Background. Regarding the increasing public health concerns about the safety of foodstuffs, the current survey was designed to argue the presence of preservatives (e.g., sodium benzoate (SB), potassium sorbate (PS), and natamycin) and also the level of salt and fungi in 148 samples of yoghurt drink “Doogh.” Methods. The enumeration of fungi and determination of salt content of samples were performed according to the standard procedures. Preservative determination was performed by reverse phase high-performance liquid chromatography with UV detection (RV-HPLC-UV). Results. 0.1% of the total analyzed samples was above the permitted level of Iranian standard for SB (0%), while PS was not detected in any of them. Furthermore, natamycin in 0.11% of the analyzed samples had more than the permissible level of Iranian standard. Additionally, about 15% of the tested samples was higher than the Iranian standard level for fungi (<102 CFU/mL). The average amount of salt in the tested Doogh samples and also in the examined Kefir samples was significantly () lower than the standard amount of salt (<0.8 g/100). Conclusion. In conclusion, the quality of Doogh and Kefir samples were acceptable in terms of salt content. Kefir had a significantly () lower amount of salt in comparison with Doogh. Taken together, underlining the results of the present study, no significant public health concern would exist respecting the mentioned additives.

1. Introduction

Nowadays, due to increasing public awareness about the harmful consumption of carbonated beverages, desires to use the natural drinks such as Kefir and Doogh are rising [1, 2]. Kefir is a fermented probiotic milk drink, which is considered as a powerful dietary supplement. It is produced from the incubation of Kefir grains with water or raw milk and originated from the Balkan–Caucasian region. Actually, Kefir grains are considered to be symbiotic associations with a mixture of yeast and bacteria. The major components of Kefir are lactic acid, ethanol, and CO2. It is confirmed to have multiple health beneficial features like antifungal, antibacterial, antiallergic, antioxidant, anti-inflammatory, and antitumor effects [2]. Doogh is another fermented Iranian dairy drink produced from adding salt (maximum 1%), water (50–60%), and also, an essence of aromatic vegetables (e.g., thyme, mint, and oregano) [3] to set yoghurt (40–50%) [46], which is finally acidified () by fermentative bacteria including Streptococcus thermophilus and Lactobacillus delbrueckii ssp. Bulgaricus [5, 7]. It is also known with other titles such as “Ayran” in Turkey and “Lassi” in India [4]. Doogh has turned to the most favorite traditional dairy drink in the Middle East [6, 7]. Considering its probiotic bacterial content, high value of nutrients and also several health-promoting potentials (i.e., ameliorating lactose digestion, agitating the immune system, and lowering serum cholesterol levels) [8], as well as pleasant organoleptic properties, this fermented product is also a unique source of high-quality proteins, phosphorus, calcium, magnesium, zinc, and B vitamins like riboflavin (B2), niacin (B3), pyridoxine (B6), and cobalamin (B12). From nutritional point of view, Doogh includes all the compounds existing in yoghurt. Moreover, higher digestibility, calcium uptake, vitamins, and nutritional metabolites in comparison with milk have made Doogh a popular and nutritional product. Additionally, Doogh consumption in each meal would decrease the number of pathogenic bacteria significantly and can prevent microbial contamination [9].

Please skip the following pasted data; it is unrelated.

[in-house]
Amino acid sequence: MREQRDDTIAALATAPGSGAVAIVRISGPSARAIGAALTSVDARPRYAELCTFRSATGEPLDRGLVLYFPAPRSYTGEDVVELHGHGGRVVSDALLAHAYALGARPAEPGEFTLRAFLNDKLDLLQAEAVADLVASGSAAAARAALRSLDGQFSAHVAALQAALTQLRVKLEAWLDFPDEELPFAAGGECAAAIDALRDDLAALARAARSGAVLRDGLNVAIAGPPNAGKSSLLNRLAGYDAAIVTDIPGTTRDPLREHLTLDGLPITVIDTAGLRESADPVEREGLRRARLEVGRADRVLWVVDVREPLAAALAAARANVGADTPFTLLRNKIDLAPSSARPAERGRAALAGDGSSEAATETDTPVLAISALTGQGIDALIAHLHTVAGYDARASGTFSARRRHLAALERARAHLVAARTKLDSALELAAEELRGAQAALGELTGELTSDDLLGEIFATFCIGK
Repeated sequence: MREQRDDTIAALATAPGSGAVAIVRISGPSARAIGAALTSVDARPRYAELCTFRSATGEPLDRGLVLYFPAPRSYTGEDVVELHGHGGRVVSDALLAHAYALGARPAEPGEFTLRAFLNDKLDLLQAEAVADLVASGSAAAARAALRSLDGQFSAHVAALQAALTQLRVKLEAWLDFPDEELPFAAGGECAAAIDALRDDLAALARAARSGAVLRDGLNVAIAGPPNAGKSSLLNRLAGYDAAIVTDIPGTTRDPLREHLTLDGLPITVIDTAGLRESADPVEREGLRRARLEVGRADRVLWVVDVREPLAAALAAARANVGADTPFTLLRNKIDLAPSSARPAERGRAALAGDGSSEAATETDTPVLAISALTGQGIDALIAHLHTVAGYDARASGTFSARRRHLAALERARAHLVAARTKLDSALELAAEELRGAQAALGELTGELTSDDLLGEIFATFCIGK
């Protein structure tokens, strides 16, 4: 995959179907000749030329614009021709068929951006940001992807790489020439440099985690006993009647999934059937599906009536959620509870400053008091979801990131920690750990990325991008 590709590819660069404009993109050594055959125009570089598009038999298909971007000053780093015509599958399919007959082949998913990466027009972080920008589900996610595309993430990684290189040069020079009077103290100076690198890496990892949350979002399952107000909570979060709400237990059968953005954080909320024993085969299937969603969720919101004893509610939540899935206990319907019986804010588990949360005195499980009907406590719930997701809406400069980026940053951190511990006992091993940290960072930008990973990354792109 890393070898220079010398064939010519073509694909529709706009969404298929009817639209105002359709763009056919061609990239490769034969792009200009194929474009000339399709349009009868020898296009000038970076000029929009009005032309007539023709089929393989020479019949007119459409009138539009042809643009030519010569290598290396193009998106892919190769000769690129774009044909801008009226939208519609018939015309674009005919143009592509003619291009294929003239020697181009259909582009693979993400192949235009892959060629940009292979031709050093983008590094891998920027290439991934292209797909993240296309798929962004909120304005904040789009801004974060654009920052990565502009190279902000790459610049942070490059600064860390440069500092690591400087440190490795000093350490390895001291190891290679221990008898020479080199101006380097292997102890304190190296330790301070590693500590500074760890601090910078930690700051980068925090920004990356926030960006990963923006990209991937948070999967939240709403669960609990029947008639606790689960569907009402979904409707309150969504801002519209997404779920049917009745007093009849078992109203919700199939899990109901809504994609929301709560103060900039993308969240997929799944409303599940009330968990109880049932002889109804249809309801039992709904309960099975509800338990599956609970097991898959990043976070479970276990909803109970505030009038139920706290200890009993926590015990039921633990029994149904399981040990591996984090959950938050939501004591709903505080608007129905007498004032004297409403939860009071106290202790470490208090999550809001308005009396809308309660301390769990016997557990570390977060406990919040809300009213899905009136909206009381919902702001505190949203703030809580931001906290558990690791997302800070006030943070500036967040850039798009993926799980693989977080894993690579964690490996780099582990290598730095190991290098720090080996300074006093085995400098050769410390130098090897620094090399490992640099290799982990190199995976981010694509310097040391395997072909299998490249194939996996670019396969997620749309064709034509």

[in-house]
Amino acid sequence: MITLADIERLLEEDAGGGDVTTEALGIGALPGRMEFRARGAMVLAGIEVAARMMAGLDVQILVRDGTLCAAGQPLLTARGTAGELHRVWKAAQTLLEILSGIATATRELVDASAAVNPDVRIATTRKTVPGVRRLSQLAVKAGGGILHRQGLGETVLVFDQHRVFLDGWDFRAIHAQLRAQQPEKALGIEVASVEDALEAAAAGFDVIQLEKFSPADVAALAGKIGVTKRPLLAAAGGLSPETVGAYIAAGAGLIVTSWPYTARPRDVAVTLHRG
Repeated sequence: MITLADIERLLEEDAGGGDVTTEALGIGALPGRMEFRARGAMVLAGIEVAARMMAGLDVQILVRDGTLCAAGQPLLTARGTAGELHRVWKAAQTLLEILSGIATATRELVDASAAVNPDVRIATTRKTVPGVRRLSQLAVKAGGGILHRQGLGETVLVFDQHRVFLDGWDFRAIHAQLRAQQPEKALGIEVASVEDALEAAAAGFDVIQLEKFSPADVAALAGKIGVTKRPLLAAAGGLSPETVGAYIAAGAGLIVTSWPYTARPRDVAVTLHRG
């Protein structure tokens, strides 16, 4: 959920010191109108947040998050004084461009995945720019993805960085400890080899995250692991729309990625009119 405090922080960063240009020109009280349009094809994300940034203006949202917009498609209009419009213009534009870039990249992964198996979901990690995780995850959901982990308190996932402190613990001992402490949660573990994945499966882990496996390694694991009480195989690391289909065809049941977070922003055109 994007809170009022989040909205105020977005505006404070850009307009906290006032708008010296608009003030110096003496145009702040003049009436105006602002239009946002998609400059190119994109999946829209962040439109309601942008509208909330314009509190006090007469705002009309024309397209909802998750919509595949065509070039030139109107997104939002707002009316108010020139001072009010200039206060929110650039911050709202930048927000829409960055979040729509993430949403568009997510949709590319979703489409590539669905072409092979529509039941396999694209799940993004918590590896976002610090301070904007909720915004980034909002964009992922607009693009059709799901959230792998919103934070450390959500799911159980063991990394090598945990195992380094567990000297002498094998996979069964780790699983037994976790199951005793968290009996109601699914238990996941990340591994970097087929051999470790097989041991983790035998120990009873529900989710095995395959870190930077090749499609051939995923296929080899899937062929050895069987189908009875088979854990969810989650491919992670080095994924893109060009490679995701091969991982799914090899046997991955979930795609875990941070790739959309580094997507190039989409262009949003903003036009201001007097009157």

High level of nutrients as well as low pH has made Doogh an ideal media for the proliferation of molds and yeasts [7]. Thus, microbial putrefaction referable to fungi describes as a serious complication for dairy industries, because of their capability to survive at low temperatures and acidic pH [10]. Different factors like the initial microbial quality of raw milk, inadequate thermal processing of milk, used starter cultures, and secondary microbial contaminations via equipment, air, ventilation, and packaging material have alter the quality and shelf life of the final product which in turn lead to the spoilage of Doogh by acid-resistant microorganisms, especially yeasts, molds, and bacteria during storage and safety reduction of this product [4, 6, 11, 12]. Fungal spoilage of Doogh is not only related to its consumers’ acceptability and as a result of economic losses but also the growth of specific fungi can induce the production of mycotoxins, which are known to be severely harmful to humans [10].